Chloride (mmol/l) contents were higher in fertile isolates of cattle (107.51+-0.37) and less in sheep (7.33+-0.43), while maximum in sterile isolates of goat (104.48+-0.51) and lower in buffalo (24.51+-0.86). Sodium (mmol/l) level were found higher in fertile isolates of human (122.30+-0.64) and less in sheep (4.52+-0.30), while maximum in sterile isolates of cattle (197.23+-0.73) and lower in buffalo (19.05+-1.22) (Fig. 1). All values were significantly different (p< 0.05).


Hydatidosis is a zoonotic disease affecting the dairy animals and humans on a large scale globally. A limited data regarding prevalence of hydatidosis is available from Sindh, Punjab and Khyber Pakhtunkhwa in Pakistan (Nadeem et al., 2006). The reported incidence rate of hydatidosis in various region of Pakistan from 1989 to 2015 was between 7.19 and 24.40% in buffaloes (Latif et al., 2010), 2.44 and 35% in cattle (Latif et al., 2010; Ali et al., 2015) and 2.44 and 6.61% in goats (Latif et al., 2010; Iqbal et al., 2012).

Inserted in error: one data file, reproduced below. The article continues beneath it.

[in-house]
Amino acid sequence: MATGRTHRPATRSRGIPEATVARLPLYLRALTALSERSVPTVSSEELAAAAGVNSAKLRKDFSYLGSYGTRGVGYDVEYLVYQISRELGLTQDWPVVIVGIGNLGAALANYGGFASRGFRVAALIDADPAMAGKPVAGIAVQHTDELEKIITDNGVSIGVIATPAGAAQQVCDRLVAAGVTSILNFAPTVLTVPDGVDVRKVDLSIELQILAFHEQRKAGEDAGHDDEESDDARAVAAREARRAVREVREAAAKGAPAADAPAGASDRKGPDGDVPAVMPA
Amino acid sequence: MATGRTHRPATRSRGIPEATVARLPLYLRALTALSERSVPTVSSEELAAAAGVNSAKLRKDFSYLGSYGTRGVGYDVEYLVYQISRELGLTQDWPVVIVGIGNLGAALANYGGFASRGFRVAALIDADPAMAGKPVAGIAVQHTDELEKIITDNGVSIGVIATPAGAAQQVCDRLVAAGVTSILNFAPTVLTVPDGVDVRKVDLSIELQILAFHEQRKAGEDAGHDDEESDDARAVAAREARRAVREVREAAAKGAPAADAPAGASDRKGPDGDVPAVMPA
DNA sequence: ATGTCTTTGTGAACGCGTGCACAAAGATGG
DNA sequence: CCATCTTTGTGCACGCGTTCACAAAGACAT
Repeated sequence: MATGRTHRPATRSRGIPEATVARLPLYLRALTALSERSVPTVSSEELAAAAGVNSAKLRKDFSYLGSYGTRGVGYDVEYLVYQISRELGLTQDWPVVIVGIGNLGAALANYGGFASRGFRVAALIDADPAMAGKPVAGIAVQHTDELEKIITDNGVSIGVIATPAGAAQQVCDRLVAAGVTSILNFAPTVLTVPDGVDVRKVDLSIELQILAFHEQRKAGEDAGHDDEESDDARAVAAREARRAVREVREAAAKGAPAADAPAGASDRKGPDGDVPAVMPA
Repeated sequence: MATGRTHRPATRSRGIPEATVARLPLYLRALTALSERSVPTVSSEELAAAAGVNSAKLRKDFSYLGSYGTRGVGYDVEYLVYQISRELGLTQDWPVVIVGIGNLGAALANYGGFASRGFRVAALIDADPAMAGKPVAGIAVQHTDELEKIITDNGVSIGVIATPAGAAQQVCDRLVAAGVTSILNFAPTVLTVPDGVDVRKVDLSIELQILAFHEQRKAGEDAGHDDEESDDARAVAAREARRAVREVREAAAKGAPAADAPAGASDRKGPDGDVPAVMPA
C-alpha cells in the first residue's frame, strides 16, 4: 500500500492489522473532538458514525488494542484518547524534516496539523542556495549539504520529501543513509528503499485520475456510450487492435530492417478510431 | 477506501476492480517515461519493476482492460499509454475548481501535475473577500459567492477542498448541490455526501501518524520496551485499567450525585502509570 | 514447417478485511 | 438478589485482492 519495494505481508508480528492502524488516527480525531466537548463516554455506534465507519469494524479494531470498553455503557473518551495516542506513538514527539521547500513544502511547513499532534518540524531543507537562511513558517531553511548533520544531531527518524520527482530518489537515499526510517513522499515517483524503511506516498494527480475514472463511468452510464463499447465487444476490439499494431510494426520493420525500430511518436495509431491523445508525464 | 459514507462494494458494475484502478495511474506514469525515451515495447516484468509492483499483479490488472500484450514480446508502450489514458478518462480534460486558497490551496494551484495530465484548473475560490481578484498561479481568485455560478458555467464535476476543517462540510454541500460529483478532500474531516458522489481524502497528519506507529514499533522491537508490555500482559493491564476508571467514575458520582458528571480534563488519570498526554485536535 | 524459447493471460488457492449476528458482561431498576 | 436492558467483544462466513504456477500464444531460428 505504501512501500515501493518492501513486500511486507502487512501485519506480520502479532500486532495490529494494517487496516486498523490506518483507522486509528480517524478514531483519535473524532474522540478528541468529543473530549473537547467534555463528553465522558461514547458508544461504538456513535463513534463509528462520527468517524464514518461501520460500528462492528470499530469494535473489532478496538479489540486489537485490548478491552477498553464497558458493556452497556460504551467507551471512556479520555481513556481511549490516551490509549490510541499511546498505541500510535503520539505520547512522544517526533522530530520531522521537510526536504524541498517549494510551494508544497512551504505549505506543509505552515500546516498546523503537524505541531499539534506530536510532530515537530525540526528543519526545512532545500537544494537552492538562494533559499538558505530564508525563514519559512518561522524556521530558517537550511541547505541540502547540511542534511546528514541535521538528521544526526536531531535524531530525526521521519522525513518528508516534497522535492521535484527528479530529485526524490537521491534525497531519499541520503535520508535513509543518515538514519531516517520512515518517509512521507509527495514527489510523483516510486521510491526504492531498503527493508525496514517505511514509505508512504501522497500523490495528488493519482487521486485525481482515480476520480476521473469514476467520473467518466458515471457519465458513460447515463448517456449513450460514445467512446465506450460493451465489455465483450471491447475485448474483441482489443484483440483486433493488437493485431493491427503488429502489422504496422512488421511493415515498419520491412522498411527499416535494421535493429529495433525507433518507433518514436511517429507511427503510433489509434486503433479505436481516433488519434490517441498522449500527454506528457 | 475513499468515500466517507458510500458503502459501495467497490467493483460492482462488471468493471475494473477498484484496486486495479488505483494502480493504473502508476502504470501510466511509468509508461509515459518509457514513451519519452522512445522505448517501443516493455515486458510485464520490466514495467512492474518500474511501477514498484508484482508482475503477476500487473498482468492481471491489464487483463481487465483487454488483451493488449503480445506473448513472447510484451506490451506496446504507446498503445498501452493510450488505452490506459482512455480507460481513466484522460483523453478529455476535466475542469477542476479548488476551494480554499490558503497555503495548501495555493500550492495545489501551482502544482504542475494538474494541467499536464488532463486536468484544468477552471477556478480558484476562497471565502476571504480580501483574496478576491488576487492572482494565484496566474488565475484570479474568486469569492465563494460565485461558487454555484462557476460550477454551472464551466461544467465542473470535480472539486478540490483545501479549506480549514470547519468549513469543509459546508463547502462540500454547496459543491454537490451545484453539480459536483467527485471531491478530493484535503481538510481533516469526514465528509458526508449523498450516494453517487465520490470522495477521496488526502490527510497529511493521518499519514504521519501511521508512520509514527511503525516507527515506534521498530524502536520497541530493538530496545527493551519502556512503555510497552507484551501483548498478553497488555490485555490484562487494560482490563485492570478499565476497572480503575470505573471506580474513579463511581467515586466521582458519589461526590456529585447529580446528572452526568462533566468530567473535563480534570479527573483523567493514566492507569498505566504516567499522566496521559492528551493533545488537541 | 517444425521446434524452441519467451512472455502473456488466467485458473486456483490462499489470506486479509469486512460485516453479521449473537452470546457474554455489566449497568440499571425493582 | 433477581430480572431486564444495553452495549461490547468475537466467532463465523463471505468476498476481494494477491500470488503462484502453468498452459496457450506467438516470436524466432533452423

The biochemical profiles from fertile and sterile isolates showed significant differences among all animal species and human isolates. The principal strain which causes infection in human is sheep strain (Thompson et al., 1995). Similar to our findings of potassium (mmol/l) values for sheep (sterile), camel (fertile) and goat (fertile) were reported by other authors (Thompson et al., 1995; Izadi and Ajami, 2006). Our results of sodium (mmol/l) values for goat (sterile), human (fertile) and cattle (fertile) were comparable with the results reported by Izadi and Ajami (2006). Glucose, cholesterol, triglyceride and urea values found in present investigations were lower and creatinine were higher in cattle, sheep, goat, camel and human isolates as compared to the results of Izadi and Ajami (2006) and Juyi, (2013). Values of calcium for sheep (sterile), camel (fertile) and cattle (fertile, sterile) found in our results were nearly similar to the other reports.